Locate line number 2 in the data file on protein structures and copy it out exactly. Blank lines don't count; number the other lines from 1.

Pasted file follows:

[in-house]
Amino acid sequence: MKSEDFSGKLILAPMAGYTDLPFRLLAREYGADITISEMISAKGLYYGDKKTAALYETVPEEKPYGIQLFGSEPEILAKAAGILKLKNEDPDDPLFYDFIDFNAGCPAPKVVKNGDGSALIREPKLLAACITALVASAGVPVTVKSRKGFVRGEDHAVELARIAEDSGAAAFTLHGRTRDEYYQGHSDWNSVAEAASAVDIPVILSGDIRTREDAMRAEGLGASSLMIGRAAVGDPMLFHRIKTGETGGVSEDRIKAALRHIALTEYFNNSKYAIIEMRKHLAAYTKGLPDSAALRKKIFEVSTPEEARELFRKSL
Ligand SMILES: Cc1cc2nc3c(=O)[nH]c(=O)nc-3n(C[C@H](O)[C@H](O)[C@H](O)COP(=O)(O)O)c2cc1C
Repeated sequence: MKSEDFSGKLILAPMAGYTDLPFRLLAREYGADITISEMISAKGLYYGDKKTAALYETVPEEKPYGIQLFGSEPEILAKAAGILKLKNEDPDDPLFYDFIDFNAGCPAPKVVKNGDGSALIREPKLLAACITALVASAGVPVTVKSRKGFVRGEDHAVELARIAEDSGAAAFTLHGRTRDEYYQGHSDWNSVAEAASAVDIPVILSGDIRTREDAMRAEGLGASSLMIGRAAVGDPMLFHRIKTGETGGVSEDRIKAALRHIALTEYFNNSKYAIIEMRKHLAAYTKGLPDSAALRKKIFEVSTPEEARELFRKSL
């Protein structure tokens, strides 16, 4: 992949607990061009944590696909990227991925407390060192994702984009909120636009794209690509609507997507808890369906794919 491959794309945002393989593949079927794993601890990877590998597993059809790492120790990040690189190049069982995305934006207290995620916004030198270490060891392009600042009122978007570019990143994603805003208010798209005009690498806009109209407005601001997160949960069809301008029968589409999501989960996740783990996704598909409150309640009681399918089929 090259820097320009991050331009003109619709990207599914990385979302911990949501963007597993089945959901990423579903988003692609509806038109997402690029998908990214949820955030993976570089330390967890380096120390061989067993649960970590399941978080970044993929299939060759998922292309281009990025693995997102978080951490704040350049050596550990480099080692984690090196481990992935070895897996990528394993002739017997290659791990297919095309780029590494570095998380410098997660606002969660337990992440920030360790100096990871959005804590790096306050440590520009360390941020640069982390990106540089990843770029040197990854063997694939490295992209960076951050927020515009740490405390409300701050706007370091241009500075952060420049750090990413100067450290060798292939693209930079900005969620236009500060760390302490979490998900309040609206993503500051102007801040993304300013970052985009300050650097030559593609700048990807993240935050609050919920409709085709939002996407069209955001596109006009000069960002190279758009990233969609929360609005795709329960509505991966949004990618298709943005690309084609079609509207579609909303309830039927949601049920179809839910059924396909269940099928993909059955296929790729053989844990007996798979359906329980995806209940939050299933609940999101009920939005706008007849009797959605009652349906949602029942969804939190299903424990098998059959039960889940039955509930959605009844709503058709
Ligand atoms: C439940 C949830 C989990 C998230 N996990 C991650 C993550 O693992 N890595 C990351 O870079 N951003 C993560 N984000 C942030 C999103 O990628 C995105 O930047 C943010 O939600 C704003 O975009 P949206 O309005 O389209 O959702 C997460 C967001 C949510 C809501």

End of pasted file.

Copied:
Amino acid sequence: MKSEDFSGKLILAPMAGYTDLPFRLLAREYGADITISEMISAKGLYYGDKKTAALYETVPEEKPYGIQLFGSEPEILAKAAGILKLKNEDPDDPLFYDFIDFNAGCPAPKVVKNGDGSALIREPKLLAACITALVASAGVPVTVKSRKGFVRGEDHAVELARIAEDSGAAAFTLHGRTRDEYYQGHSDWNSVAEAASAVDIPVILSGDIRTREDAMRAEGLGASSLMIGRAAVGDPMLFHRIKTGETGGVSEDRIKAALRHIALTEYFNNSKYAIIEMRKHLAAYTKGLPDSAALRKKIFEVSTPEEARELFRKSL